IPTV and VoD: the great content adventure
Time for a new deal between ISPs and content owners
IP-based systems also change the world in the way that they make geography utterly irrelevant. This causes one of the largest headaches for content owners, as for decades their businesses have been based on allocating rights by continent, country, region, platform and window. IP networks stretch across the planet and as the backbone of the internet; they offer a conduit for seamlessly distributing digital content the likes of which generations past only saw in simplistic telephony.
We can send video files anywhere in very little time at all, and they will never lose quality. We can move them around, change them, copy them and store them. If you’re a rights holder, those last few sentences will probably mean that by now you’re in a cold sweat and foaming at the mouth. It’s nothing else than an intellectual property owner’s worst nightmare. The inevitable is slowly hitting home despite the wave having crashed long ago – the new business model in the absence of physical media (and the associated production cost) and where the material can be transported anywhere in seconds, is not to sell the product itself, but the rights to how, where, when it is consumed.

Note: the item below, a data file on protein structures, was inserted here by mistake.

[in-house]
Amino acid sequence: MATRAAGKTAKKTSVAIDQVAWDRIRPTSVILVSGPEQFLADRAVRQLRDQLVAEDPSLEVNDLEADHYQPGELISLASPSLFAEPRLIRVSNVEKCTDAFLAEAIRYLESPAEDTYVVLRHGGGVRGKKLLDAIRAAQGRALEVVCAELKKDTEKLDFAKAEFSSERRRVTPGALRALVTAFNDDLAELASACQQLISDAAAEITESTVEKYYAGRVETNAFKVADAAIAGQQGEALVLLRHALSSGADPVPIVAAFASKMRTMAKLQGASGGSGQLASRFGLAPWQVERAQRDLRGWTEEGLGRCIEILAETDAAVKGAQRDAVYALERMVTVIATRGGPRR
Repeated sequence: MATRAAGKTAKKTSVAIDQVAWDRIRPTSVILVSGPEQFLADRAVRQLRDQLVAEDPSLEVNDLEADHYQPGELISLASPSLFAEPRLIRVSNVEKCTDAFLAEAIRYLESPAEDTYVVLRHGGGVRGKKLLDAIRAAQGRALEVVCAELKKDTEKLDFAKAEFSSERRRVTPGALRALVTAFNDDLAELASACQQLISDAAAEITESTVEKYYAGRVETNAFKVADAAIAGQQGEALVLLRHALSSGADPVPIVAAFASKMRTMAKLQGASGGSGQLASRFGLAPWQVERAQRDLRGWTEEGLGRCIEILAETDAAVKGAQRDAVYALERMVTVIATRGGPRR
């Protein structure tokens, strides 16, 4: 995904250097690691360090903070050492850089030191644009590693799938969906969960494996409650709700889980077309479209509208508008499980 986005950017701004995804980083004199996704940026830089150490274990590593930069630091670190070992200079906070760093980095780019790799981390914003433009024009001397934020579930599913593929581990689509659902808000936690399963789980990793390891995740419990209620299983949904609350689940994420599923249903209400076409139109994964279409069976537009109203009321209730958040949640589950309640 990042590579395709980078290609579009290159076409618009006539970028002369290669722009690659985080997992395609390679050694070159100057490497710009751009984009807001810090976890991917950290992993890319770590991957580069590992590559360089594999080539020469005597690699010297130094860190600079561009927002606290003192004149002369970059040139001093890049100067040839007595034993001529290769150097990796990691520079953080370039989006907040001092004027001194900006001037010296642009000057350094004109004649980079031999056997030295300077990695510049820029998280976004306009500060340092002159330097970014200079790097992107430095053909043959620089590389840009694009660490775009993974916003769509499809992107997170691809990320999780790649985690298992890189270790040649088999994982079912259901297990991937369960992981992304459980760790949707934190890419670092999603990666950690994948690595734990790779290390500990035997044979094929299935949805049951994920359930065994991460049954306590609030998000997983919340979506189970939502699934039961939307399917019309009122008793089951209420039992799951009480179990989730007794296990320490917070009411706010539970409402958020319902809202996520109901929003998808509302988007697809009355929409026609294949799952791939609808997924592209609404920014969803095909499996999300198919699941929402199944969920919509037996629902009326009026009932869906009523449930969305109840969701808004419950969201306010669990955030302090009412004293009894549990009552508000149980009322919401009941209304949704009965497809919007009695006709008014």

That’s not to say it’s impossible to take some of the old world with us. Cunning technologists are increasingly using a system called, amongst other things, IP "geo-coding". Based on the issues that introduced the world to conditional access smartcard systems, the theory is that through querying the RIPE database and collecting raw data about address allocation, it is possible to identify blocks of IP addresses that match to individual countries. Content can then be released to only those who have a public IP address registered in the particular country that rights have been allocated. The BBC used this to great effect when restricting access to multicast Olympics coverage to UK viewers, and recently to their new iMP media player service. Naturally, it’s possible to generate false IP addresses, use proxy servers and other tricks, so the technique has its limits.